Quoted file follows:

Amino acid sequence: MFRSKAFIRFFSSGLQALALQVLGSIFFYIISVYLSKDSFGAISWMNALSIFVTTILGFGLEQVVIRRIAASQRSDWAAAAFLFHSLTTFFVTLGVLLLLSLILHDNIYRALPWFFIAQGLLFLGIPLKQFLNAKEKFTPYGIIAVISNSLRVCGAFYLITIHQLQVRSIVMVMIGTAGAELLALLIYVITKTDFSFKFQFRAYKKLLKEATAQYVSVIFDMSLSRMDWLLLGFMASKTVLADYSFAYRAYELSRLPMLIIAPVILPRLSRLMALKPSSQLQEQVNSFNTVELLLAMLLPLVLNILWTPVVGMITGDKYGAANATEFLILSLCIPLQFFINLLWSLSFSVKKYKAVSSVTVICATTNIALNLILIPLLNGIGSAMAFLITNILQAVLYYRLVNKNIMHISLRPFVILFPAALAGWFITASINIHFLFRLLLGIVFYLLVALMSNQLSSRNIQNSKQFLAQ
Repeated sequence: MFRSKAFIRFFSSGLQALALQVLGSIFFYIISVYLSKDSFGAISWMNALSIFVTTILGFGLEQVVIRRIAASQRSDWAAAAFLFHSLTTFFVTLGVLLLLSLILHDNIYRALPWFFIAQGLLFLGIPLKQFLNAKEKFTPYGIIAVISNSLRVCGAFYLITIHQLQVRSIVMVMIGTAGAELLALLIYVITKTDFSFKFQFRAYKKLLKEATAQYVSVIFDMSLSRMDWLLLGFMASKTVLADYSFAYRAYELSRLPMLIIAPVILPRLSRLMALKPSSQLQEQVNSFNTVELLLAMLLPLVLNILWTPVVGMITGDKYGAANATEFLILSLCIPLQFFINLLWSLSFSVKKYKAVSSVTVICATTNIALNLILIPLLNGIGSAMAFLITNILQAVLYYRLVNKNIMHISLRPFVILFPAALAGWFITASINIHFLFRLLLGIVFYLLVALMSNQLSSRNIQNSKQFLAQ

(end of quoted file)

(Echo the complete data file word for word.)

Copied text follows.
Amino acid sequence: MFRSKAFIRFFSSGLQALALQVLGSIFFYIISVYLSKDSFGAISWMNALSIFVTTILGFGLEQVVIRRIAASQRSDWAAAAFLFHSLTTFFVTLGVLLLLSLILHDNIYRALPWFFIAQGLLFLGIPLKQFLNAKEKFTPYGIIAVISNSLRVCGAFYLITIHQLQVRSIVMVMIGTAGAELLALLIYVITKTDFSFKFQFRAYKKLLKEATAQYVSVIFDMSLSRMDWLLLGFMASKTVLADYSFAYRAYELSRLPMLIIAPVILPRLSRLMALKPSSQLQEQVNSFNTVELLLAMLLPLVLNILWTPVVGMITGDKYGAANATEFLILSLCIPLQFFINLLWSLSFSVKKYKAVSSVTVICATTNIALNLILIPLLNGIGSAMAFLITNILQAVLYYRLVNKNIMHISLRPFVILFPAALAGWFITASINIHFLFRLLLGIVFYLLVALMSNQLSSRNIQNSKQFLAQ
Repeated sequence: MFRSKAFIRFFSSGLQALALQVLGSIFFYIISVYLSKDSFGAISWMNALSIFVTTILGFGLEQVVIRRIAASQRSDWAAAAFLFHSLTTFFVTLGVLLLLSLILHDNIYRALPWFFIAQGLLFLGIPLKQFLNAKEKFTPYGIIAVISNSLRVCGAFYLITIHQLQVRSIVMVMIGTAGAELLALLIYVITKTDFSFKFQFRAYKKLLKEATAQYVSVIFDMSLSRMDWLLLGFMASKTVLADYSFAYRAYELSRLPMLIIAPVILPRLSRLMALKPSSQLQEQVNSFNTVELLLAMLLPLVLNILWTPVVGMITGDKYGAANATEFLILSLCIPLQFFINLLWSLSFSVKKYKAVSSVTVICATTNIALNLILIPLLNGIGSAMAFLITNILQAVLYYRLVNKNIMHISLRPFVILFPAALAGWFITASINIHFLFRLLLGIVFYLLVALMSNQLSSRNIQNSKQFLAQ